ESP on Ice: When NHL Teammates Become Olympic Teammates

Ever since players from the North American pro hockey league began competing in the Games, coaches have found innovative ways to capitalize on their team chemistry.
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Matt Slocum / AP

In the USA's 7-1 drubbing of Slovakia in the preliminary round of men's hockey tournament at the Olympic Games in Sochi on Thursday, two Americans appeared to be able to communicate telepathically on the ice. Forwards Phil Kessel and James van Riemsdyk, who are both among the NHL scoring leaders this season, combined for two goals and three assists against the overmatched Slovaks and seemed to be a half-step ahead of the defense when they were on the ice together.

The two forwards are teammates on the Toronto Maple Leafs, and U.S. coach Dan Bylsma paired them together on the same line because he believed that all the ice time Kessel and van Riemsdyk have shared together in Toronto would pay dividends in Sochi. Though it was just one game and Slovakia is not nearly as talented as the Canadians or Russians, Bylsma looked like a genius as the two Maple Leafs led the offensive onslaught during America's six-goal second period.

Bylsma had ample Olympic precedent to pair Kessel and van Riemsdyk together on a line, best defined as a group of three offensive players (usually the three forward positions: center, left wing and right wing) that cycle on and off the ice together over the course of a game. Adding NHL players to the pool of Olympic hockey talent in the mid-1990s has not only vastly improved the level of competition on the ice—it has given coaches a host of new opportunities to boost team chemistry by leveraging the familiarity of longtime linemates.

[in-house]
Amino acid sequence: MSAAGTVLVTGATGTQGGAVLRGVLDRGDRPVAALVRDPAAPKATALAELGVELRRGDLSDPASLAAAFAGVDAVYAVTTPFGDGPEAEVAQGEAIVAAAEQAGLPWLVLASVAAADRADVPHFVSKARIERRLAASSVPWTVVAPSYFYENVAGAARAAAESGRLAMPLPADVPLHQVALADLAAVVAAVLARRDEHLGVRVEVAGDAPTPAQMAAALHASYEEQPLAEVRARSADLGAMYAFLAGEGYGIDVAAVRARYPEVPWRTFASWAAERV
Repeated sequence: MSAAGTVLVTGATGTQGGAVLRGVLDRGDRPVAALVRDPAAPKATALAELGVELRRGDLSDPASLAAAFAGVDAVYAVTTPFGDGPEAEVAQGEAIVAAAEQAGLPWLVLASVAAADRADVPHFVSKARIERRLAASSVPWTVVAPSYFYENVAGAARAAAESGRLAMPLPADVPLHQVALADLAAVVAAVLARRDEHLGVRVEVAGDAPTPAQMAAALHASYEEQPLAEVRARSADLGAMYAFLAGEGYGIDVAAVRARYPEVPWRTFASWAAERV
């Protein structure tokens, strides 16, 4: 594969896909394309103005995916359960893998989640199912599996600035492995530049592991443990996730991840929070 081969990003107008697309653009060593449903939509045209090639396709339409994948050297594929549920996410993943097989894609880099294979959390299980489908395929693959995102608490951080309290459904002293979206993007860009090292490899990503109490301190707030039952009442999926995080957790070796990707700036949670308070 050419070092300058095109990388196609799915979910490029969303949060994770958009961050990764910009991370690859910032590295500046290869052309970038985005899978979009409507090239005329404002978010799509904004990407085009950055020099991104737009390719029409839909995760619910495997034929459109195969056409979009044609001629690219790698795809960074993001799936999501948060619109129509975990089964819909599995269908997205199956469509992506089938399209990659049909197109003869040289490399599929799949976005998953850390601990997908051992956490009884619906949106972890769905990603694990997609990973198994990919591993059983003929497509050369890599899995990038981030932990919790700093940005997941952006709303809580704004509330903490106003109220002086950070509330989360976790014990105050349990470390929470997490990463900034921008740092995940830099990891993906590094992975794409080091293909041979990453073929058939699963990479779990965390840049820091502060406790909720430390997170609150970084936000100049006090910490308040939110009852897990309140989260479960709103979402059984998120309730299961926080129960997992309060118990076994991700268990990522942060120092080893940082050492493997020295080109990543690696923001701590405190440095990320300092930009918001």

Though ice hockey has been a Winter Olympic sport since 1920, this is only the third Olympics in which NHL players have participated in the entire tournament. The league first allowed its players to participate at the 1998 Nagano Games, but only for the medal round, changing that format to full NHL participation in 2006.

Earlier Olympics featured linemates who were familiar with one another through their childhood or club teams, sometimes with great results. The aforementioned Miracle on Ice team that won gold in 1980 featured a line known as the Coneheads, named after the famous Saturday Night Live aliens. The Coneheads—Mark Pavelich, John Harrington, and Buzz Schneider—all grew up in a remote section of northeastern Minnesota known as the Iron Range and played the same idiosyncratic style of hockey, which drove Team USA's opponents crazy.

Because of the longtime NHL rule, though, famous Olympic lines featuring high-profile teammates is a relatively new phenomenon. In 2010, the trend came front and center when Canada paired San Jose Sharks teammates Joe Thornton, Patrick Marleau, and Dany Heatley together on a single line. The Shark Line, as it was known, averaged one goal and one assist per game for Canada in the tournament, helping the host country win gold in Vancouver.

"They were just so much more in sync than everyone else," Chris Hoeler, former assistant director of player personnel for the Federal Hockey League's Danbury Whalers, said of the Shark Line. "Each of them knew where the other two were going to be on the ice at all times."